Q: The women in this book really stand out as both simultaneously strong and vulnerable. Is it any harder or more of a challenge for you to write a female character than a male?
A: I don’t find it harder to write a woman than a man. The effort of imaginative identification with the character, which comes about slowly in the course of the writing, is no different. There’s always a moment of feeling—Aha!—now I know who this is, and from then on you’re at home with the character, and this’ll happen with men as well as women. Children are tougher.
Q: You grew up literally near/around a hospital for the criminally insane in England and later worked in an asylum in Ontario, Canada. Do you think you’ve drawn much inspiration in your fiction from what you witnessed in those years? Was it at all traumatic?
A: Growing up close to the mental hospital where my father worked gave me an early, very basic understanding of the problems of institutional psychiatry as experienced by my dad. I discovered to my surprise when I started writing that I wanted to tell stories about the distressed and the insane, and this must be where it came from. My childhood was not in the least traumatic. Kids of shrinks don’t get exposed to the horrors or violence of their parents' more wildly psychotic patients.
Q: This book also deals with hidden trauma that one can experience in childhood, yet push away from their memory. Do you think it’s always bound to surface later, the buried trauma of the past?
A: If deeply buried trauma isn’t brought to the surface in therapy, it will continue to blight and disturb and diminish the life of the person in all sorts of ways, largely by coming to the surface in the form of disguised feelings and behaviors. These are the symptoms of trauma, and they should lead the therapist to uncover the buried trauma that causes them, and so help the person come to terms with the trauma.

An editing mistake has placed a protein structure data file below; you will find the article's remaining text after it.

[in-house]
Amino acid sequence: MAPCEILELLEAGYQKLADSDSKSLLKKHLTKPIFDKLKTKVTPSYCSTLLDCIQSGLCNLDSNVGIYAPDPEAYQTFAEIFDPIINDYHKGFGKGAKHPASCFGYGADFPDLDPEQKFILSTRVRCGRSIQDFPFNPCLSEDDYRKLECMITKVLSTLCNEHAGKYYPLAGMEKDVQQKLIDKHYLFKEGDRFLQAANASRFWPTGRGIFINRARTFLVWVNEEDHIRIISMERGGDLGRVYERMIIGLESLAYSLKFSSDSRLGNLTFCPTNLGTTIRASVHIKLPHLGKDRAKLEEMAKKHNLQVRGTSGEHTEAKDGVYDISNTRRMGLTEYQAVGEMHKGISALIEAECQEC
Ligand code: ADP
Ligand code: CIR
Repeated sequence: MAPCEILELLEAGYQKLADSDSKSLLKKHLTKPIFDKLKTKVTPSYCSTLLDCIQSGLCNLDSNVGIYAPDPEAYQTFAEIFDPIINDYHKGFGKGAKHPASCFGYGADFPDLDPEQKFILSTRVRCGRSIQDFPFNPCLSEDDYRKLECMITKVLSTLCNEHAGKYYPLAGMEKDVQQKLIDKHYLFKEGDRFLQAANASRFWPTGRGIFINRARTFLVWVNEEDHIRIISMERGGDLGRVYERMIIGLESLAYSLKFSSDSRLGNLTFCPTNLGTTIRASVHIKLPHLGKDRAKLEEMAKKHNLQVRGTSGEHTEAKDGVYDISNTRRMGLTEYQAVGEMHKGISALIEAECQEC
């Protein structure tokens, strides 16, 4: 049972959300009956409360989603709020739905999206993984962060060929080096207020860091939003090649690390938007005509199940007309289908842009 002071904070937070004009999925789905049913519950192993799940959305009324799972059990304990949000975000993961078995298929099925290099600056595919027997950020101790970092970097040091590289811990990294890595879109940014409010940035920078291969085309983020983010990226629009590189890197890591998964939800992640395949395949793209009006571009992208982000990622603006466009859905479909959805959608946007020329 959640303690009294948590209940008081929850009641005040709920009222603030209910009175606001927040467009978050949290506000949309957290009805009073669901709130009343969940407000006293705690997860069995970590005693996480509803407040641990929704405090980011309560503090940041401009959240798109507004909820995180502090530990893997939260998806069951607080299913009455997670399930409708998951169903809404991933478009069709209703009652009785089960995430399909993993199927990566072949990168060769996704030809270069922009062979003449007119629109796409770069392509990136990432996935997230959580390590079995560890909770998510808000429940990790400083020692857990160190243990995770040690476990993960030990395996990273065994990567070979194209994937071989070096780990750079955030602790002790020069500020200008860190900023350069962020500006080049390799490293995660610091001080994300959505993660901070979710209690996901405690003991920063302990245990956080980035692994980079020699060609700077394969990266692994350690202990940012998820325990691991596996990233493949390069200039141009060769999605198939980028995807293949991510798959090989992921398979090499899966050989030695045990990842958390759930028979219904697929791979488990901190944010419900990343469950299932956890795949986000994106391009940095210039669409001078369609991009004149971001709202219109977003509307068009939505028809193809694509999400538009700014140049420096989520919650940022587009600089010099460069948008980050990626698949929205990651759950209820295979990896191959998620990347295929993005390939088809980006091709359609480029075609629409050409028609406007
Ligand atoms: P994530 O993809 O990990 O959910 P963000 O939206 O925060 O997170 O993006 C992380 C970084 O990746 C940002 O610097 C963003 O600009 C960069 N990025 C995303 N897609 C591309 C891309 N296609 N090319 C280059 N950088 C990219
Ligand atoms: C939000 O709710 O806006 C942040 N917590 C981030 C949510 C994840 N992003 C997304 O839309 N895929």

Q: Are you working on any new projects yet?
A: I have a new novel cooking, another New York story, this one set now, in the present. I have the outiline of a story, a number of characters, not too much else.
Q: You've been traveling a lot lately—is travel important to you?
A: I would prefer never to travel. I am perfectly happy in my study writing a book and whatever hunger for new experience I may have, reading satisfies it.
Q: Can you recommend some good books you've read recently?
A: Recently I’ve read Philip Rot's Exit Ghost, Denis Johnson’s Tree of Smoke, Anne Enrigh's The Gathering, Peter Carey’s His Illegal Self, Patrick White’s A Fringe of Leaves and the stories of Katherine Mansfield. I recommend them all, particularly the Patrick White. He was Australia’s greatest writer, won the Nobel Prize, but many of his books are sadly out of print today.
From the Hardcover edition.